1967 Pontiac GTO Convertbile Review

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1967 Pontiac GTO Convertbile 1967 Pontiac GTO Convertbile 1967 Pontiac GTO Convertbile
1967 Pontiac GTO Convertbile 1967 Pontiac GTO Convertbile 1967 Pontiac GTO Convertbile
1967 Pontiac GTO Convertbile 1967 Pontiac GTO Convertbile 1967 Pontiac GTO Convertbile
1967 Pontiac GTO Convertbile 1967 Pontiac GTO Convertbile 1967 Pontiac GTO Convertbile
1967 Pontiac GTO Convertbile 1967 Pontiac GTO Convertbile 1967 Pontiac GTO Convertbile
1967 Pontiac GTO Convertbile 1967 Pontiac GTO Convertbile 1967 Pontiac GTO Convertbile
1967 Pontiac GTO Convertbile 1967 Pontiac GTO Convertbile 1967 Pontiac GTO Convertbile
1967 Pontiac GTO Convertbile 1967 Pontiac GTO Convertbile 1967 Pontiac GTO Convertbile
1967 Pontiac GTO Convertbile 1967 Pontiac GTO Convertbile 1967 Pontiac GTO Convertbile
1967 Pontiac GTO Convertbile 1967 Pontiac GTO Convertbile 1967 Pontiac GTO Convertbile
1967 Pontiac GTO Convertbile 1967 Pontiac GTO Convertbile 1967 Pontiac GTO Convertbile
1967 Pontiac GTO Convertbile 1967 Pontiac GTO Convertbile 1967 Pontiac GTO Convertbile
1967 Pontiac GTO Convertbile 1967 Pontiac GTO Convertbile 1967 Pontiac GTO Convertbile
1967 Pontiac GTO Convertbile 1967 Pontiac GTO Convertbile 1967 Pontiac GTO Convertbile
1967 Pontiac GTO Convertbile 1967 Pontiac GTO Convertbile 1967 Pontiac GTO Convertbile

The American Dream looks good through the windshield of a big GTO ragtop

1967 Pontiac GTO Convertbile Review
1967 Pontiac GTO Convertbile

 

1967 Pontiac GTO Convertbile

SUPERCRUISER

There’s something about looking down the expansive snout of the GTO convertible that brings back scenes from Hunter S Thompson’s outrageous Fear and Loathing in Las Vegas.
Hunter may not have been in a GTO but somehow you can picture yourself floating down the interstate, dressed in your loudest Hawaiian shirt, with your Samoan attorney in the passenger seat for company.

Snap out of it and what we have here is a 1967 Pontiac GTO that very much fits into the American muscle car playbook. The series first saw life in 1964 and immediately became infamous when a magazine road test recorded an incredible quarter- mile time of 12.8 seconds. Many years later, a company employee admitted the car had anything but a standard engine.

Skullduggery aside, by 1967 the series had undergone numerous mods. Compared to a family sedan, it boasted stiffer suspension to aid the handling, though we’re still thinking ‘land yacht cruiser’ rather than ‘sports car’ in this case. Which is fair enough, as this car has far too much age and size to try something undignified like mixing it with the WRXs through the local set of twisties.

Under the hood you score a 400-cube (6.5 litre) V8 fed by a four-barrel Rochester Quadrajet and claiming a not-so-dignified 335 horses. It might be a big car but that’s enough grunt to shift it along at a decent pace. That lot is backed up by a three-speed Turbo-Hydramatic (TH-400) auto with a Hurst ‘His & Hers’ shifter.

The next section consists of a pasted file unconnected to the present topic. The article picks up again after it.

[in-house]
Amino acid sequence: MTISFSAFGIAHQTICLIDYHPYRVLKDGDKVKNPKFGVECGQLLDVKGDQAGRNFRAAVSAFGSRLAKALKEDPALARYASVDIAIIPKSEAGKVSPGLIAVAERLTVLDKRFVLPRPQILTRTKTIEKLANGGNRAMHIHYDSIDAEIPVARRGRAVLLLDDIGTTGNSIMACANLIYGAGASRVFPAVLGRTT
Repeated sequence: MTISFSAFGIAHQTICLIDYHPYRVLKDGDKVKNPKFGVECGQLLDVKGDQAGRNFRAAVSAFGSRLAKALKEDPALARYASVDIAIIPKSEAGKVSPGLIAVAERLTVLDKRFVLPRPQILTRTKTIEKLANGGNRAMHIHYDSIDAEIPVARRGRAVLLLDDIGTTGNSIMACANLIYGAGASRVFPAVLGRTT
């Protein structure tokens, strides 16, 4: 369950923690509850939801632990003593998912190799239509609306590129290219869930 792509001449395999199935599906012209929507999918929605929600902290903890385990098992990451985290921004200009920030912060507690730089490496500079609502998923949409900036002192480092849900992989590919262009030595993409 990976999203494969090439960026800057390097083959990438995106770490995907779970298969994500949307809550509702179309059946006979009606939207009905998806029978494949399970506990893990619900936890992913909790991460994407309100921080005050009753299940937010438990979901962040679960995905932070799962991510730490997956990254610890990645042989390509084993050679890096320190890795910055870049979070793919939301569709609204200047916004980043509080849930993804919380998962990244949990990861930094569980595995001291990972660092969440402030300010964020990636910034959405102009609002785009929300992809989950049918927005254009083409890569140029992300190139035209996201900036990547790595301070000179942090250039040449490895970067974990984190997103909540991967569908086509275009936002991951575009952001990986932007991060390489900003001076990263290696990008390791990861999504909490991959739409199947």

Where you might show a bit of discretion is with the brakes, which are power-assisted drums all round. That’s typical fitment for the day.

This car has a remarkable history, with just one owner from year dot through to 2008, when its new caretaker tackled some restoration work. As a result, there is a pile of documents and history going back several decades – something prized by serious classic car collectors.

Overall this car presents well and seems to do pretty much what you’d expect. There’s a power roof in good shape and it makes all the right noises.

Certainly if the idea of a big American convertible appeals, then something like this with a bit of ‘attitude’ under the bonnet would have to be worth a look.

KNOW YOUR GTOs

The first GTO series of 1964 was an option package from the Tempest series, available in two-door coupe, hardtop and convertible. Standard fitment was a 389ci (6 litre) V8 claiming 325 horsepower. A number of dealer-made Bobcat specials were built, with an additional 30-50 horsepower.

The series was restyled and made three inches longer (on the same wheelbase) for 1965. While the 389 engine was tuned for 335hp. Auto was standard, but you could order a four-speed manual.

A major restyle was introduced in 1966 and the GTO became its own product line. The underlying mechanical package remained much the same.

By 1967, the range had a minor facelift but was given a mechanical refresh, including the 400ci powerplant and TH-400 transmission.


SPECIFICATIONS

1967 Pontiac GTO Convertible


Engine: 400ci v8
Power: 335hp @ 5000rpm
Torque: 598Nm@3400rpm
Performance: NA
Gearbox: three-speed auto
Brakes: drums front & rear
Price: $82,980
Web: lorbek.com.au

 

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